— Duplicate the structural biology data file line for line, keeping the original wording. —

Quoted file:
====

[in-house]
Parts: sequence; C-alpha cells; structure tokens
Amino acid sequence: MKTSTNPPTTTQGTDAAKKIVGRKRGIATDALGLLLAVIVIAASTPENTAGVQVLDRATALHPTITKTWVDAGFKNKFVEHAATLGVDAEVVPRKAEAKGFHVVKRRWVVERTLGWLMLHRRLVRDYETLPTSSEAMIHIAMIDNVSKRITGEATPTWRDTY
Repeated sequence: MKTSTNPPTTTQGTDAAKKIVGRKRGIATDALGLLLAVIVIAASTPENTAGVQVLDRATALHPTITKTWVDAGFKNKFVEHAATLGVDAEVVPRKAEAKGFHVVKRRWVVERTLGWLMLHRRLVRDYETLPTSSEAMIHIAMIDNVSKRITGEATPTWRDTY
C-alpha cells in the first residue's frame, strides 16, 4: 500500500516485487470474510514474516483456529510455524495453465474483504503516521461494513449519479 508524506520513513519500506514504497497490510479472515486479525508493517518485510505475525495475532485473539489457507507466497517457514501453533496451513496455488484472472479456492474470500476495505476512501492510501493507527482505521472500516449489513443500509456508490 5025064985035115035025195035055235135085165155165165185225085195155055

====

[in-house]
Parts: sequence; C-alpha cells; structure tokens
Amino acid sequence: MKTSTNPPTTTQGTDAAKKIVGRKRGIATDALGLLLAVIVIAASTPENTAGVQVLDRATALHPTITKTWVDAGFKNKFVEHAATLGVDAEVVPRKAEAKGFHVVKRRWVVERTLGWLMLHRRLVRDYETLPTSSEAMIHIAMIDNVSKRITGEATPTWRDTY
Repeated sequence: MKTSTNPPTTTQGTDAAKKIVGRKRGIATDALGLLLAVIVIAASTPENTAGVQVLDRATALHPTITKTWVDAGFKNKFVEHAATLGVDAEVVPRKAEAKGFHVVKRRWVVERTLGWLMLHRRLVRDYETLPTSSEAMIHIAMIDNVSKRITGEATPTWRDTY
C-alpha cells in the first residue's frame, strides 16, 4: 500500500516485487470474510514474516483456529510455524495453465474483504503516521461494513449519479 508524506520513513519500506514504497497490510479472515486479525508493517518485510505475525495475532485473539489457507507466497517457514501453533496451513496455488484472472479456492474470500476495505476512501492510501493507527482505521472500516449489513443500509456508490 5025064985035115035025195035055235135085165155165165185225085195155055